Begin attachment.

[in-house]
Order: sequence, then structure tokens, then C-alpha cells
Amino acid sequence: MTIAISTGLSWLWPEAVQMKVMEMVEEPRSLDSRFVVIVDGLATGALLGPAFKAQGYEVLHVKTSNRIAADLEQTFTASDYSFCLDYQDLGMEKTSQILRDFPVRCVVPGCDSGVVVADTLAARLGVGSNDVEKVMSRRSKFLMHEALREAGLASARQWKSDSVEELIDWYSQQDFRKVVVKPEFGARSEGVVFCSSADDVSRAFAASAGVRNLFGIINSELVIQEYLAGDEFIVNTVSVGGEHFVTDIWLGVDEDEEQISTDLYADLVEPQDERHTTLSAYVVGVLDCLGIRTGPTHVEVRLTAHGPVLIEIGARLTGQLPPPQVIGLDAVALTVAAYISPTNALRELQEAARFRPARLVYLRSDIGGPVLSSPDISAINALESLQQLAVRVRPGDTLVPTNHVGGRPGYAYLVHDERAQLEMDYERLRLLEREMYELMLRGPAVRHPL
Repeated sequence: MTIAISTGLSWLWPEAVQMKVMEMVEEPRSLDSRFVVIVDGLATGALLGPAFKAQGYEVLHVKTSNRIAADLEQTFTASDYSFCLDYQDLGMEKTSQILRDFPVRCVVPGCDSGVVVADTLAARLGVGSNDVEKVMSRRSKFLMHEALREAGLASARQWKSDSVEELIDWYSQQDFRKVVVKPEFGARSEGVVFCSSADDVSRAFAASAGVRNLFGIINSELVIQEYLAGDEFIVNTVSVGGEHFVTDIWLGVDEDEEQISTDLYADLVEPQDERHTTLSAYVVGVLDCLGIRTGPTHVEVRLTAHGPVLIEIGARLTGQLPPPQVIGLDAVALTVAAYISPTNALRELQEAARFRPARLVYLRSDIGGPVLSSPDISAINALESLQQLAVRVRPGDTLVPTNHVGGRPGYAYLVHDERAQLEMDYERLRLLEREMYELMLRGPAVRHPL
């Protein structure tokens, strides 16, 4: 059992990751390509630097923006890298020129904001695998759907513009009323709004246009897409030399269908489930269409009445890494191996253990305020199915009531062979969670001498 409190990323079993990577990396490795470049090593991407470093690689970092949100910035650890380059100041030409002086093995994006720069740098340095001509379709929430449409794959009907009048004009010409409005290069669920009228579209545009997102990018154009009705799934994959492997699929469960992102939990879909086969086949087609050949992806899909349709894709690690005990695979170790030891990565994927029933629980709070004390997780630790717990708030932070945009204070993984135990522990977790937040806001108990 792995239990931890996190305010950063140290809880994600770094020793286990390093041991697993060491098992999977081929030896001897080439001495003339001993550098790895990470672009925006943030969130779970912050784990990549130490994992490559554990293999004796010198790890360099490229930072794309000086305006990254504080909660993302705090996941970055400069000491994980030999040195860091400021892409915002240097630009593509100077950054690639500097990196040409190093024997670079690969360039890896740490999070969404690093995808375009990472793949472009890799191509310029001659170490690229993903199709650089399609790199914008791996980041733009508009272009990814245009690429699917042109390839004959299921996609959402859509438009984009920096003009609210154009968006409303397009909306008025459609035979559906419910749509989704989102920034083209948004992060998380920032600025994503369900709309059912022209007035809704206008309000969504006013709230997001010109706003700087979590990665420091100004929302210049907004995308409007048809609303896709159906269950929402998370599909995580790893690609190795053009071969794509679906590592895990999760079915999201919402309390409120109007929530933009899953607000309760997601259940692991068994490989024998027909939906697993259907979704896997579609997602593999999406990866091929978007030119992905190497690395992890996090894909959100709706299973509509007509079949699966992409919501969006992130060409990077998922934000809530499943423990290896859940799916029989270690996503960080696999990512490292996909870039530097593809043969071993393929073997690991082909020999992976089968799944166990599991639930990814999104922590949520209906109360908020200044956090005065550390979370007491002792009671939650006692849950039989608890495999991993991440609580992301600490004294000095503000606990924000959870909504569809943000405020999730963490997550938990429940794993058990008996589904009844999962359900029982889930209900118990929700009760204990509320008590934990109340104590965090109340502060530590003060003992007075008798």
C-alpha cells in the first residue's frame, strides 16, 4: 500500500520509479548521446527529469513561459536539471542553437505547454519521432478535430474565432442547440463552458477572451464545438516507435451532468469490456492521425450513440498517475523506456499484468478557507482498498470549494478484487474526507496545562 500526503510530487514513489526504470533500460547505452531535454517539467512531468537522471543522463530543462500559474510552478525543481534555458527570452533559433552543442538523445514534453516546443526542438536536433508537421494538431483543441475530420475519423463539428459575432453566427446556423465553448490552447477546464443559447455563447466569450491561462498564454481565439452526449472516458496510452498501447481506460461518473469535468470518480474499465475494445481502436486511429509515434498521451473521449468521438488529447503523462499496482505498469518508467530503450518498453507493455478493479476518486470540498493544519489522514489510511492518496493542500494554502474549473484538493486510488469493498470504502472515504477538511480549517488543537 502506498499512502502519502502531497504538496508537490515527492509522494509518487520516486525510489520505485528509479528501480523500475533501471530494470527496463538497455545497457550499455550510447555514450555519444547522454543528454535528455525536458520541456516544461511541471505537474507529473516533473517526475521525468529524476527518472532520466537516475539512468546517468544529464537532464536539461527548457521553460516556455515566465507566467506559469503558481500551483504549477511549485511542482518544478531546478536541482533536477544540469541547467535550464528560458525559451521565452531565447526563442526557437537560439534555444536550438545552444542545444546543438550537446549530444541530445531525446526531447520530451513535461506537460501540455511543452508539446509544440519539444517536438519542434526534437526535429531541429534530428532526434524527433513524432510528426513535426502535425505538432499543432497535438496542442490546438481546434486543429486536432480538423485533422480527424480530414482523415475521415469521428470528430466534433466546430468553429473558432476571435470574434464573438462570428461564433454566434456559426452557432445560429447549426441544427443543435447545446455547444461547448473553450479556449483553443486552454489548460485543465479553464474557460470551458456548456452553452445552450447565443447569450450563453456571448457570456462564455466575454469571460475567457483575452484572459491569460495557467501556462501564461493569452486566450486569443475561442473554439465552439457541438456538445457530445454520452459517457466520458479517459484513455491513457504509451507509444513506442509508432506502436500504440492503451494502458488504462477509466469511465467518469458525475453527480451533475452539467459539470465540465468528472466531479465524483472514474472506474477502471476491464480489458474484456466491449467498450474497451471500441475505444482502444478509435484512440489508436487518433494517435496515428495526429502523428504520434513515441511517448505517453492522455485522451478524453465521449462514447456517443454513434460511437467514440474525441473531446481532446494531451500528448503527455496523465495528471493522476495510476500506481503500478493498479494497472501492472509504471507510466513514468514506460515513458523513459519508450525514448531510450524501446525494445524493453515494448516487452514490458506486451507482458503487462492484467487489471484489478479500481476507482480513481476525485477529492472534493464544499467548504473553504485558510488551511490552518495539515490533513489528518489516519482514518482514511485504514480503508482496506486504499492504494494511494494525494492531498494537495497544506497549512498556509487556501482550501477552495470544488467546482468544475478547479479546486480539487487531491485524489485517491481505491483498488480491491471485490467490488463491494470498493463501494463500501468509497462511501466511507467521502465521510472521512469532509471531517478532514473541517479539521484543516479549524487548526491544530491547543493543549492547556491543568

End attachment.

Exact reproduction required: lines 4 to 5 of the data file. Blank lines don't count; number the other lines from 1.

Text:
Repeated sequence: MTIAISTGLSWLWPEAVQMKVMEMVEEPRSLDSRFVVIVDGLATGALLGPAFKAQGYEVLHVKTSNRIAADLEQTFTASDYSFCLDYQDLGMEKTSQILRDFPVRCVVPGCDSGVVVADTLAARLGVGSNDVEKVMSRRSKFLMHEALREAGLASARQWKSDSVEELIDWYSQQDFRKVVVKPEFGARSEGVVFCSSADDVSRAFAASAGVRNLFGIINSELVIQEYLAGDEFIVNTVSVGGEHFVTDIWLGVDEDEEQISTDLYADLVEPQDERHTTLSAYVVGVLDCLGIRTGPTHVEVRLTAHGPVLIEIGARLTGQLPPPQVIGLDAVALTVAAYISPTNALRELQEAARFRPARLVYLRSDIGGPVLSSPDISAINALESLQQLAVRVRPGDTLVPTNHVGGRPGYAYLVHDERAQLEMDYERLRLLEREMYELMLRGPAVRHPL
């Protein structure tokens, strides 16, 4: 059992990751390509630097923006890298020129904001695998759907513009009323709004246009897409030399269908489930269409009445890494191996253990305020199915009531062979969670001498 409190990323079993990577990396490795470049090593991407470093690689970092949100910035650890380059100041030409002086093995994006720069740098340095001509379709929430449409794959009907009048004009010409409005290069669920009228579209545009997102990018154009009705799934994959492997699929469960992102939990879909086969086949087609050949992806899909349709894709690690005990695979170790030891990565994927029933629980709070004390997780630790717990708030932070945009204070993984135990522990977790937040806001108990 792995239990931890996190305010950063140290809880994600770094020793286990390093041991697993060491098992999977081929030896001897080439001495003339001993550098790895990470672009925006943030969130779970912050784990990549130490994992490559554990293999004796010198790890360099490229930072794309000086305006990254504080909660993302705090996941970055400069000491994980030999040195860091400021892409915002240097630009593509100077950054690639500097990196040409190093024997670079690969360039890896740490999070969404690093995808375009990472793949472009890799191509310029001659170490690229993903199709650089399609790199914008791996980041733009508009272009990814245009690429699917042109390839004959299921996609959402859509438009984009920096003009609210154009968006409303397009909306008025459609035979559906419910749509989704989102920034083209948004992060998380920032600025994503369900709309059912022209007035809704206008309000969504006013709230997001010109706003700087979590990665420091100004929302210049907004995308409007048809609303896709159906269950929402998370599909995580790893690609190795053009071969794509679906590592895990999760079915999201919402309390409120109007929530933009899953607000309760997601259940692991068994490989024998027909939906697993259907979704896997579609997602593999999406990866091929978007030119992905190497690395992890996090894909959100709706299973509509007509079949699966992409919501969006992130060409990077998922934000809530499943423990290896859940799916029989270690996503960080696999990512490292996909870039530097593809043969071993393929073997690991082909020999992976089968799944166990599991639930990814999104922590949520209906109360908020200044956090005065550390979370007491002792009671939650006692849950039989608890495999991993991440609580992301600490004294000095503000606990924000959870909504569809943000405020999730963490997550938990429940794993058990008996589904009844999962359900029982889930209900118990929700009760204990509320008590934990109340104590965090109340502060530590003060003992007075008798």